“I want to keep those guys here. I want them to be here. As long as they’re playing at a very high level, rest assured they will be here. I would love obviously for some of them to sacrifice (in salary) a little bit, or what they perceive as a sacrifice, to stay and to help our organization maintain a great roster. You always hope for that. It usually doesn’t happen. And I can’t blame them because they have limited life spans as players and they want to make as much money as they can.

“… Draymond and Klay, first of all, they’re both under contract for next year, so let’s not get too far ahead of ourselves here… In Draymond’s case, he gets to decide, he has the power. He gets to opt in or opt out, do what he wants. I’d love for him to stay.”

On how the team is weighing Wiseman’s development against the win-now needs of the roster:

“There’s always a timetable in sports, whether we like it or not… But he’s 21 years old. You have to put this in perspective. And he’s an immense talent, he’s an incredibly hard worker, he really cares. These things matter. He had a lot of really bad breaks as we all know, it’s been well chronicled… He’s also in an organization and on a team which is trying to win championships. It’s different than playing somewhere they’re just throwing everybody out there, young guys are putting up numbers, getting a lot of experience. It’s hard for our young guys to do that here.”

Warriors Notes: Green, Roster Openings, Wiggins, Poole, Durant, Lacob

JaMychal Green officially became a free agent on Friday when he cleared waivers. That opens up a path for Green to sign with the Warriors. He’ll provide necessary depth at forward, since Golden State lost Otto Porter Jr. to Toronto and Nemanja Bjelica decided to play in Europe. Green is a proven 3-point threat and can guard multiple positions, Anthony Slater of The Athletic writes.

We have more on the Warriors:

  • In the same story, Slater indicates Golden State will likely guarantee only 14 roster spots heading into training camp. Green would fill the 12th spot and rookie Ryan Rollins is expected to sign a multi-year contract. Andre Iguodala could fill the 14th spot if he doesn’t retire.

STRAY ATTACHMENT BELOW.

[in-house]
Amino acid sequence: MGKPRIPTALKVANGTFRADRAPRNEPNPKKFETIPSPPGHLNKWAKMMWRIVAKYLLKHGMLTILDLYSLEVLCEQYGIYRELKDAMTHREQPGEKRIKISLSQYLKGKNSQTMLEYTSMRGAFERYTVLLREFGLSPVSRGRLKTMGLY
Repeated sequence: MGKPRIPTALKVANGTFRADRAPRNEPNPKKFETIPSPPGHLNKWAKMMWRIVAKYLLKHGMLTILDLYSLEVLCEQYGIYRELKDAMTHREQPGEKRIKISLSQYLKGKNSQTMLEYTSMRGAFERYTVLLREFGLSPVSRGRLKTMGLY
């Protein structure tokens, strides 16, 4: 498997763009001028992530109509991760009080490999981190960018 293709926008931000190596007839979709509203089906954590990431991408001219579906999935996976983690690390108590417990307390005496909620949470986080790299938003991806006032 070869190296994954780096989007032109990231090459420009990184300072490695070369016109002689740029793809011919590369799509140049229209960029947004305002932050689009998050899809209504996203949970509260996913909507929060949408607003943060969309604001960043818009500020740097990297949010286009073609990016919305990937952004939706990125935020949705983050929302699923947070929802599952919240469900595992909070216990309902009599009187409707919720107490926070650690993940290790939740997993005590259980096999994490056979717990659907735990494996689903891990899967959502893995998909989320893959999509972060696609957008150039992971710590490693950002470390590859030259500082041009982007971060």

• The Nets are not “super high” on Andrew Wiggins and Jordan Poole as centerpieces of a deal for Kevin Durant, Zach Lowe of ESPN said on his podcast (hat tip to Ali Thanawalla of Yahoo Sports). That’s one reason why a deal with Golden State didn’t gain traction, even though it had some picks to dangle. “I don’t know if there ever really was a deal there that the Nets would have done. Obviously, you have to explore it if you’re the Warriors,” Lowe said. It’s also worth noting that Brooklyn wouldn’t be able to acquire Wiggins this season as long as Ben Simmons is still on the team.
  • Owner Joe Lacob made his case with fellow team owners at the recent Board of Governors meeting in Las Vegas that tax penalties should be reduced when teams re-sign players they drafted, Marc Stein reports in his latest Substack article. Three of Golden State’s four highest-paid players — Stephen Curry, Klay Thompson and Draymond Green — were draft picks that have only played for one team.

NBA Fines Warriors Owner Joe Lacob $500K

The NBA has fined Warriors owner Joe Lacob $500K for violating the league’s policy regarding publicly discussing collective bargaining talks, which are currently ongoing between the league and the Players Association, sources tell Adrian Wojnarowski of ESPN.

Lacob described the NBA’s luxury tax system as “very unfair” last week on the Point Forward podcast hosted by Andre Iguodala and Evan Turner, per Wojnarowski.

The hardest thing of all is navigating this luxury tax, unfortunately,” Lacob said. “I went back to New York this week for labor meetings. I’m on the committee. And you know, obviously, the league wants everyone to have a chance and right now, there’s a certain element out there that believes we ‘checkbook win…’ We won because we have the most salaries on our team.

The truth is, we’re only $40 million more than the luxury tax. Now, that’s not small but it’s not a massive number. We’re $200 million over in total because most of that is this incredible penal luxury tax. And what I consider to be unfair and I’m going to say it on this podcast and I hope it gets back to whoever is listening. Obviously, it’s self-serving for me to say this, but I think it’s a very unfair system because our team is built by….all top eight players are all drafted by this team.”

Lacob was referring to the “repeater” luxury tax penalties given to teams, like the Warriors, that have been taxpayers in three of the previous four seasons. Last season, Golden State was hit with a record $170,331,194 luxury tax payment — nearly breaking the previous league-wide record for total luxury tax payments, which was $173.3MM back in 2002/03. The seven taxpaying teams in ’21/22 shattered that record with a staggering combined total of $481,021,386.

The Warriors are projected to have a $181.3MM luxury tax bill in ’22/23, according to ESPN’s Bobby Marks, who tweets that the bill could balloon to over $200MM in ’23/24 if the team gives Andrew Wiggins and Jordan Poole extensions.